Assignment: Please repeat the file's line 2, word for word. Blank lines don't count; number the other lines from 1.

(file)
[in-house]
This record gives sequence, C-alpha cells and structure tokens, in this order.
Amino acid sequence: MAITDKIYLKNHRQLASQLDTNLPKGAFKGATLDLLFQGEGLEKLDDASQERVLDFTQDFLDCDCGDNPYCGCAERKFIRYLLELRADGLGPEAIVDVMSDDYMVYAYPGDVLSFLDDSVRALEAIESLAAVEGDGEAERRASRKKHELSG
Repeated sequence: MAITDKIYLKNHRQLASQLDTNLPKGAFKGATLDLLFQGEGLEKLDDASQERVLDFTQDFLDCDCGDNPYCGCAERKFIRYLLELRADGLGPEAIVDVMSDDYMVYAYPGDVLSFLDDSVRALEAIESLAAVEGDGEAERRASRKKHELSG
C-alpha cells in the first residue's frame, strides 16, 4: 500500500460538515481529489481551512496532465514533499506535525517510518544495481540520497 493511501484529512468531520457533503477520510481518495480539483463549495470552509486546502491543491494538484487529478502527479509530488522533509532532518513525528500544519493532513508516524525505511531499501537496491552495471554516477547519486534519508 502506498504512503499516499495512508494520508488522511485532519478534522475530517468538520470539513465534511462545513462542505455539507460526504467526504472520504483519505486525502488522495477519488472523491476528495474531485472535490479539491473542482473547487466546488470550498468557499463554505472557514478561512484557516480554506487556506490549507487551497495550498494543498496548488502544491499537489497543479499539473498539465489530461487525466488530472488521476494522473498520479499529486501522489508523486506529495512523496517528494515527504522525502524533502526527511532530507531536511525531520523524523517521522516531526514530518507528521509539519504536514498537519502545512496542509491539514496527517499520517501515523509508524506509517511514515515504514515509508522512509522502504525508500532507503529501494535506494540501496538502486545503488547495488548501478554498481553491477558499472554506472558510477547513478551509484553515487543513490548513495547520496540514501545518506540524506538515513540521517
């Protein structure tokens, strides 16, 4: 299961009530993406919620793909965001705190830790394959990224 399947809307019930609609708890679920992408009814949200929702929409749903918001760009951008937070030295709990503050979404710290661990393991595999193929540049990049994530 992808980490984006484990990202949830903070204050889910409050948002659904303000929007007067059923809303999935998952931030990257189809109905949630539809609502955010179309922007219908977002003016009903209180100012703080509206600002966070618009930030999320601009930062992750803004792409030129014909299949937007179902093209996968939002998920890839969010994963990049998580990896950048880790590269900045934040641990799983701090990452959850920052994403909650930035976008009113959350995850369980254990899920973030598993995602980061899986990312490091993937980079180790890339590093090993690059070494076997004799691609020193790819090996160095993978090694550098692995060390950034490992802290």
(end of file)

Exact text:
This record gives sequence, C-alpha cells and structure tokens, in this order.